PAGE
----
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House of Lords

Wednesday, 26th February 2003.

The House met at half-past two of the clock: The CHAIRMAN OF COMMITTEES on the Woolsack.

Prayers—Read by the Lord Bishop of Blackburn.

Lord Williams of Mostyn: Personal Statement

The Lord Privy Seal (Lord Williams of Mostyn): My Lords, with the leave of the House, I shall make a brief personal statement. Yesterday, the noble Baroness, Lady Williams of Crosby, asked me a question about U2 flights over Iraq. I was given wrong information and answered that there had been none; in fact there had been two. It is regrettable that that occurred, but perhaps understandable because of the flurry of questions yesterday. As soon as I discovered the error yesterday, I wrote at once to the noble Baroness, to the noble Lord, Lord Strathclyde and to the noble and gallant Lord, Lord Craig of Radley, to explain and apologise. I repeat that explanation and apology to your Lordships today, and I hope your Lordships will accept it.

Hepatitis C

2.36 p.m.

Lord Morris of Manchester : My Lords, I beg leave to ask the Question standing in my name on the Order Paper. In doing so, I declare an interest—not a financial one—as president of the Haemophilia Society.

The Question was as follows:

    To ask Her Majesty's Government what new help is under consideration for people with haemophilia who were infected with hepatitis C by contaminated National Health Service blood products and the dependants of those who have since died of their infection.

The Parliamentary Under-Secretary of State, Department of Health (Lord Hunt of Kings Heath): My Lords, we recently announced an extra £88 million over the next three years to provide synthetic clotting factors for haemophilia patients. Our aim is that by March 2006 the vast majority of haemophilia patients should be receiving those products.

Lord Morris of Manchester: My Lords, I am grateful to my noble friend both for that reply and for the change of policy announced in his written reply to me on 12th February about making the safer recombinant treatment available to haemophilia patients nationwide. When will the promised further meeting take place with the Haemophilia Society to discuss its compensation proposals for people infected with hepatitis C by contaminated NHS blood products?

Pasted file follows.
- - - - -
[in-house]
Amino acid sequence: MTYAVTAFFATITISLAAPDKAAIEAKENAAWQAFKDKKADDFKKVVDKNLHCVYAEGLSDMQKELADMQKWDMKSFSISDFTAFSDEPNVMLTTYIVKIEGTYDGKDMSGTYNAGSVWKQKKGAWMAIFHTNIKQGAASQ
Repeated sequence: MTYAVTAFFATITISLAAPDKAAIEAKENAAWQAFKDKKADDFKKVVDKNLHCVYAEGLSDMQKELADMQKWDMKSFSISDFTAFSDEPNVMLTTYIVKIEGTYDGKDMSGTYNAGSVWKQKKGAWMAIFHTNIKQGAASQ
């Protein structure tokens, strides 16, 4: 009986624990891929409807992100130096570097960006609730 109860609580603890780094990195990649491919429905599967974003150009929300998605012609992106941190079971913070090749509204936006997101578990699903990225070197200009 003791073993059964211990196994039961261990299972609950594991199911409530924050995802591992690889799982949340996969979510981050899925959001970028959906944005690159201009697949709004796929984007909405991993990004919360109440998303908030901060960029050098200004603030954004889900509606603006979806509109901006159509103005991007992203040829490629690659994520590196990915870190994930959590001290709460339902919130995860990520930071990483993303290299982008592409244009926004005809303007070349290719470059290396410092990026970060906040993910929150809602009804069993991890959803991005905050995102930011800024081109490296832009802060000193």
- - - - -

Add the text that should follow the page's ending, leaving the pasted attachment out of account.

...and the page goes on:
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Again, is my noble friend aware of the Scottish Executive's proposals for financial recompense and can we be absolutely assured that infected patients will not be treated differently according to where they live in the United Kingdom?

Lord Hunt of Kings Heath: My Lords, I thank my noble friend for his remarks and pay tribute to him and to the Haemophilia Society for their efforts in this direction. The Government are still considering the details of the report submitted by the Haemophilia Society. We will respond to the society and my noble friend as soon as our consideration of the report is complete.

A report from a Scottish expert group is being considered by the Scottish Executive. I understand that no decisions have been made. Of course, that does not affect the position in England; it is solely a matter for the Scottish Executive.

Lord Campbell of Croy: My Lords, although the infection was accidental and arose from treatment intended to be beneficial, do the Government accept that they have a duty to assist all those who have been infected in coping with the consequences?

Lord Hunt of Kings Heath: My Lords, I agree that the National Health Service should do everything it can to ensure that the services it provides are as effective as possible. If the noble Lord was raising the question of compensation—I think he may have been—he will know that as soon as the technology to make blood products free from hepatitis C was available, it was introduced by the National Health Service. The Government have given the matter long and hard consideration. We reached the same decision as did the previous government—that there was and is no legal liability on which we could justify paying compensation.